Broken Glass Everywhere


The theme for this year's International Women's Day - which should by all rights be every day - was #ChooseToChallenge, as in, "We dare you to choose to challenge the box others have put you in and systems in place that block gender equity." Many gamely accepted the dare, in this country starting with Joe Biden's signing of two executive orders to advance gender equality, including  establishing a Gender Policy Council that pointedly changes the name of a former Council on Women and Girls to include trans people. Many used the day to highlight the causes they're fighting: Thousands of New York home care workers demanded the end of 24-hour shifts that only pay them for 12 in an Ain’t I a Woman?! Campaign; others cited the key issue of child tax credits to recognize that, yes, raising a kid is work; women across Latin America marched and spoke out to end economic discrimination and gender-based violence that's grown worse during the pandemic, insisting, "We will not pay for this crisis with our bodies." Online posts celebrated the women who came before us - "I am because they were" - and women's achievements in everything from racial justice work to STEM fields, including aerospace engineer Diana Trujillo, who came to the U.S. with $300 and no English, worked housekeeping jobs to pay for school, and served as a flight director for NASA's recent Mars Perseverance mission. The mission honored another woman of color with their Octavia Butler Landing, thus following their edict to "reach for the stars."

Because capitalism, some tributes were considerably less noble, with multiple companies rushing to make a trashy buck: Barbie emerged as Eleanor Roosevelt with a Barbie face, Hershey's replaced their chocolate wrapping but not the child labor behind it, and Burger King invited us to become Burger Queen For a Day under the dubious slogan, "Women belong in the kitchen." Given they also belong on the courts and in the streets, it's a good day to honor WNBA star Renee Montgomery, the first former player to become owner/ executive of an WNBA team when she joined two partners in buying the Atlanta Dream. In many ways her rise is "the ultimate flex." A progressive league long in the forefront of social justice activism, the WNBA's players are 80% women of color; they were among the first athletes to wear BLM gear at games, and last summer they wore Raphael Warnock shirts to the chagrin of anti-LGBTQ, white supremacist, then-owner Kelly Loeffler, who repeatedly ripped BLM for "destroying American values" and insisted "politics has no place in sports" - though, says another player who like Montgomery is black and queer, "My existence is political." It's also a good day to mourn and give thanks to Ruth Bader Ginsburg, who paved the way: "What a distance we have traveled." But not far enough. On a holiday born of bread-and-roses labor activism that's strayed far from its socialist roots, calls came for "a feminism that addresses (our) material conditions." So raise the damn minimum wage.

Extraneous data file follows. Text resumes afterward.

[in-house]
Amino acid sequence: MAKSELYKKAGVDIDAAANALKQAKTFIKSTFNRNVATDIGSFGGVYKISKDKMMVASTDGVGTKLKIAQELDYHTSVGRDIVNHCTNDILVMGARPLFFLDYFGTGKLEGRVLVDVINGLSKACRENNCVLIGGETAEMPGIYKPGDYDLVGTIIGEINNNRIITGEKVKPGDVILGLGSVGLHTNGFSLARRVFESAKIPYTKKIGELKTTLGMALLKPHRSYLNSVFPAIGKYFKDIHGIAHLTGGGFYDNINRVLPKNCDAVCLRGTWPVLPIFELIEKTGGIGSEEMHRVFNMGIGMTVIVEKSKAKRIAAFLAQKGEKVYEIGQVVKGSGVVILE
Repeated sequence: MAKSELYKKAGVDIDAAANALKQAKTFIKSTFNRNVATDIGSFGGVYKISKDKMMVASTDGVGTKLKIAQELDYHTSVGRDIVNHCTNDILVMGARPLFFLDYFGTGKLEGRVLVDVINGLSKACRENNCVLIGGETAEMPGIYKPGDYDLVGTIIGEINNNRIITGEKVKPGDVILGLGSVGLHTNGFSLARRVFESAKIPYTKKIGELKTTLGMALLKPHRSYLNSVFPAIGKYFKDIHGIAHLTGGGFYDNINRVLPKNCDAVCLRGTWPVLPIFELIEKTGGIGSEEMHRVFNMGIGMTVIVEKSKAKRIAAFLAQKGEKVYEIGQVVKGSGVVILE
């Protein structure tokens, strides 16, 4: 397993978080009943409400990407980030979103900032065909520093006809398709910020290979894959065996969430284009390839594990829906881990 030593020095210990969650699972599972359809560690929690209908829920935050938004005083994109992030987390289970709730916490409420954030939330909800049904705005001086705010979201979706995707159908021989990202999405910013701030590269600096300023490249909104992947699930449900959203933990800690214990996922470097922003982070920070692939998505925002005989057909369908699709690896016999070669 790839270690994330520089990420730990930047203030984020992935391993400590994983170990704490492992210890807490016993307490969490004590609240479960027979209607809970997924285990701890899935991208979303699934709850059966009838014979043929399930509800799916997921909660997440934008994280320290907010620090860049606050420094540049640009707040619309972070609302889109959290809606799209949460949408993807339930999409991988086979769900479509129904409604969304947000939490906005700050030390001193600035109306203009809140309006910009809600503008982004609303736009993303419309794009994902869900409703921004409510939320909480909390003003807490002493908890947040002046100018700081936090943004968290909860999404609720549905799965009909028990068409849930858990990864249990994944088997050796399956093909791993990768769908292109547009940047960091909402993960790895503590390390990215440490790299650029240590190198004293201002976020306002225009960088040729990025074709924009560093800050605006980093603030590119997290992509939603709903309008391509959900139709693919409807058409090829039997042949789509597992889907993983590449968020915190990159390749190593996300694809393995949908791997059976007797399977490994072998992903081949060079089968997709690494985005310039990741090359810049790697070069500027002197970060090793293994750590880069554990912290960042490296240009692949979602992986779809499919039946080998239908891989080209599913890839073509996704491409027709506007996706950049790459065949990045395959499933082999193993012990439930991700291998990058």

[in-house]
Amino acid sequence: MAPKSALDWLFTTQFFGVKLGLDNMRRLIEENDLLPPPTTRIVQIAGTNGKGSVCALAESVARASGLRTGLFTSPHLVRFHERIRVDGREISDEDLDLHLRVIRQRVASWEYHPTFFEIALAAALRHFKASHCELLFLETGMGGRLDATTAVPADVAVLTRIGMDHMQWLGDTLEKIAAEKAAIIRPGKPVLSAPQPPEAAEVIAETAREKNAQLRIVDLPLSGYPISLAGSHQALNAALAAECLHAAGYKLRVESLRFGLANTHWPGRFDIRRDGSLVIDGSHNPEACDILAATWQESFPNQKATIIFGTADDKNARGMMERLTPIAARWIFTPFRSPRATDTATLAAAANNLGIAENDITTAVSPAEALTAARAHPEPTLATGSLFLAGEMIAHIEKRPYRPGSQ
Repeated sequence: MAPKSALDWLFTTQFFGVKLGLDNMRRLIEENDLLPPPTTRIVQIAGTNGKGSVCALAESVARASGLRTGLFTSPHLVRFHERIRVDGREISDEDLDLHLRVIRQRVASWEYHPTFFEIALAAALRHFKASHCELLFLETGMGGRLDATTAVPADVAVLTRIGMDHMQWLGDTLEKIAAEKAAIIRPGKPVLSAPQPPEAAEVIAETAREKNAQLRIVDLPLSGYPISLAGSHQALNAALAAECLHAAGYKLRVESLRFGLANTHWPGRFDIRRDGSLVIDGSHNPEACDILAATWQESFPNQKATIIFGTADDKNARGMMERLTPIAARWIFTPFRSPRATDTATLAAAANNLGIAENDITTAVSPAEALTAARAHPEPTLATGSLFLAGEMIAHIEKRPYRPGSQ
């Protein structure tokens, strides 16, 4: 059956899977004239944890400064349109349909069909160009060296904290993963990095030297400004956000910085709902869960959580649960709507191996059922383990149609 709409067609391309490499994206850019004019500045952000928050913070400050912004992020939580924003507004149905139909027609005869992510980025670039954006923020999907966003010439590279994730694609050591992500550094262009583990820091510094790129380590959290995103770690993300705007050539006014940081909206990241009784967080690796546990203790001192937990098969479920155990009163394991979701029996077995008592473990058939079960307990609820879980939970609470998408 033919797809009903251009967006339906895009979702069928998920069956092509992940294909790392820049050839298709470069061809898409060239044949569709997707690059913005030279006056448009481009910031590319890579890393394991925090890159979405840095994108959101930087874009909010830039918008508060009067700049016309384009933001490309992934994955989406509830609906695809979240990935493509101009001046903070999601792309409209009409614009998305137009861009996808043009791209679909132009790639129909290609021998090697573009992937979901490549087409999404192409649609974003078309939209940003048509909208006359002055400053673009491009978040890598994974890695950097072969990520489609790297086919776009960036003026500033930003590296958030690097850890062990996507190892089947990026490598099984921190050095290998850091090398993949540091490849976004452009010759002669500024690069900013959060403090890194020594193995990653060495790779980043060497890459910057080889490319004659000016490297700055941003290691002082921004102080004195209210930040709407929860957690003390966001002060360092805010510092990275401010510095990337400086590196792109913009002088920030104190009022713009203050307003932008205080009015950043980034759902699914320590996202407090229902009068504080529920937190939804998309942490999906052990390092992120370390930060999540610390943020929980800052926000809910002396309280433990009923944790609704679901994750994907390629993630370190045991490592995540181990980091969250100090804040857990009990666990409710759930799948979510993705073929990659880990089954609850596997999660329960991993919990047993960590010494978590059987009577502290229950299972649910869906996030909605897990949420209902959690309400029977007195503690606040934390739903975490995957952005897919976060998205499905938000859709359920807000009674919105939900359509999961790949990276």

Nonprofit. Independent. Reader-Supported

No advertising. No paywalls. No selling your data. Our content is free. Free to read. Free to republish. Free to share.
But, without support from our readers, we simply don't exist. Please, select a donation method and stand with us today.

The Dream helping Warnock to the Senate. Getty Image




This is the world we live in. This is the world we cover.

Because of people like you, another world is possible. There are many battles to be won, but we will battle them together—all of us. Common Dreams is not your normal news site. We don't survive on clicks. We don't want advertising dollars. We want the world to be a better place. But we can't do it alone. It doesn't work that way. We need you. If you can help today—because every gift of every size matters—please do. Without Your Support We Simply Don't Exist.

Please select a donation method:

Share This Article